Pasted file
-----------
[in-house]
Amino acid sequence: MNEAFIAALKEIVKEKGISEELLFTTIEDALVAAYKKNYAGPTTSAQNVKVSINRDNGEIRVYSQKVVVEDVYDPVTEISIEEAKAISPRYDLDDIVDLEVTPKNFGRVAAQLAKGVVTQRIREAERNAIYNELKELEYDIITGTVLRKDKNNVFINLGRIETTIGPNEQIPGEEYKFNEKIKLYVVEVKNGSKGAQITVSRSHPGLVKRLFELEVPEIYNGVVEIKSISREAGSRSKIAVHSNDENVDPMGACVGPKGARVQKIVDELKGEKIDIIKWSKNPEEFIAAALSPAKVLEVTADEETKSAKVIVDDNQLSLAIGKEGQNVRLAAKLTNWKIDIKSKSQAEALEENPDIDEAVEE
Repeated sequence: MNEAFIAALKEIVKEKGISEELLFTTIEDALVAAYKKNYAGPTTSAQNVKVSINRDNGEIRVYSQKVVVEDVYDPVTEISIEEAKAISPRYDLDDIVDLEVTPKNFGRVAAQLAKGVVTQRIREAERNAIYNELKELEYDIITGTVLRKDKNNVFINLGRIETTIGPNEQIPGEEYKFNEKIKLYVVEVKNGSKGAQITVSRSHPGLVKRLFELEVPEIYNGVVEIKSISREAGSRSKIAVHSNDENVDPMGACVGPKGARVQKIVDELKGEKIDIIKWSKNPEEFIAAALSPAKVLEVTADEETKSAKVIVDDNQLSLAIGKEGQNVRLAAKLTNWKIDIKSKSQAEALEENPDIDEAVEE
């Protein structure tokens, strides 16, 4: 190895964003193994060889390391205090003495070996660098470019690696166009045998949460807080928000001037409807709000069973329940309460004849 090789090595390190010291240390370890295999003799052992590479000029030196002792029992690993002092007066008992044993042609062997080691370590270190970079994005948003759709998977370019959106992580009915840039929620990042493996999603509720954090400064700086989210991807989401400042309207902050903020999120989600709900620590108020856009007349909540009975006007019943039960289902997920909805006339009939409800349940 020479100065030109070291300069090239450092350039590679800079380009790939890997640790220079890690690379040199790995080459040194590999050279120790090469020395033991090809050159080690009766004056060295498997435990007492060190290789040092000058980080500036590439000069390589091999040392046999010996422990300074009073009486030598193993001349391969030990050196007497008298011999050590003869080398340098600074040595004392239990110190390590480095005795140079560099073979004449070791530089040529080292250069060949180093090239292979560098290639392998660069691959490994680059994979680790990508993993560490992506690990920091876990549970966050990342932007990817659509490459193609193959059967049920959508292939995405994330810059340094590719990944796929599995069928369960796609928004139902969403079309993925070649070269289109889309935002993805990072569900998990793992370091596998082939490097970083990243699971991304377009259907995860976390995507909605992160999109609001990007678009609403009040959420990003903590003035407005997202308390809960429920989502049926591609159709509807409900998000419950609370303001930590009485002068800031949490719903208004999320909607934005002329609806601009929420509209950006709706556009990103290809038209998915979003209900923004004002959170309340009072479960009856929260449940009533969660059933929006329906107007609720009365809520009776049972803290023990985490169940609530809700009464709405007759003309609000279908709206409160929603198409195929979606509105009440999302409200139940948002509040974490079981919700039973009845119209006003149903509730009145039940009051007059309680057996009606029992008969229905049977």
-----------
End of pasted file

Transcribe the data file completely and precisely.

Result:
[in-house]
Amino acid sequence: MNEAFIAALKEIVKEKGISEELLFTTIEDALVAAYKKNYAGPTTSAQNVKVSINRDNGEIRVYSQKVVVEDVYDPVTEISIEEAKAISPRYDLDDIVDLEVTPKNFGRVAAQLAKGVVTQRIREAERNAIYNELKELEYDIITGTVLRKDKNNVFINLGRIETTIGPNEQIPGEEYKFNEKIKLYVVEVKNGSKGAQITVSRSHPGLVKRLFELEVPEIYNGVVEIKSISREAGSRSKIAVHSNDENVDPMGACVGPKGARVQKIVDELKGEKIDIIKWSKNPEEFIAAALSPAKVLEVTADEETKSAKVIVDDNQLSLAIGKEGQNVRLAAKLTNWKIDIKSKSQAEALEENPDIDEAVEE
Repeated sequence: MNEAFIAALKEIVKEKGISEELLFTTIEDALVAAYKKNYAGPTTSAQNVKVSINRDNGEIRVYSQKVVVEDVYDPVTEISIEEAKAISPRYDLDDIVDLEVTPKNFGRVAAQLAKGVVTQRIREAERNAIYNELKELEYDIITGTVLRKDKNNVFINLGRIETTIGPNEQIPGEEYKFNEKIKLYVVEVKNGSKGAQITVSRSHPGLVKRLFELEVPEIYNGVVEIKSISREAGSRSKIAVHSNDENVDPMGACVGPKGARVQKIVDELKGEKIDIIKWSKNPEEFIAAALSPAKVLEVTADEETKSAKVIVDDNQLSLAIGKEGQNVRLAAKLTNWKIDIKSKSQAEALEENPDIDEAVEE
């Protein structure tokens, strides 16, 4: 190895964003193994060889390391205090003495070996660098470019690696166009045998949460807080928000001037409807709000069973329940309460004849 090789090595390190010291240390370890295999003799052992590479000029030196002792029992690993002092007066008992044993042609062997080691370590270190970079994005948003759709998977370019959106992580009915840039929620990042493996999603509720954090400064700086989210991807989401400042309207902050903020999120989600709900620590108020856009007349909540009975006007019943039960289902997920909805006339009939409800349940 020479100065030109070291300069090239450092350039590679800079380009790939890997640790220079890690690379040199790995080459040194590999050279120790090469020395033991090809050159080690009766004056060295498997435990007492060190290789040092000058980080500036590439000069390589091999040392046999010996422990300074009073009486030598193993001349391969030990050196007497008298011999050590003869080398340098600074040595004392239990110190390590480095005795140079560099073979004449070791530089040529080292250069060949180093090239292979560098290639392998660069691959490994680059994979680790990508993993560490992506690990920091876990549970966050990342932007990817659509490459193609193959059967049920959508292939995405994330810059340094590719990944796929599995069928369960796609928004139902969403079309993925070649070269289109889309935002993805990072569900998990793992370091596998082939490097970083990243699971991304377009259907995860976390995507909605992160999109609001990007678009609403009040959420990003903590003035407005997202308390809960429920989502049926591609159709509807409900998000419950609370303001930590009485002068800031949490719903208004999320909607934005002329609806601009929420509209950006709706556009990103290809038209998915979003209900923004004002959170309340009072479960009856929260449940009533969660059933929006329906107007609720009365809520009776049972803290023990985490169940609530809700009464709405007759003309609000279908709206409160929603198409195929979606509105009440999302409200139940948002509040974490079981919700039973009845119209006003149903509730009145039940009051007059309680057996009606029992008969229905049977």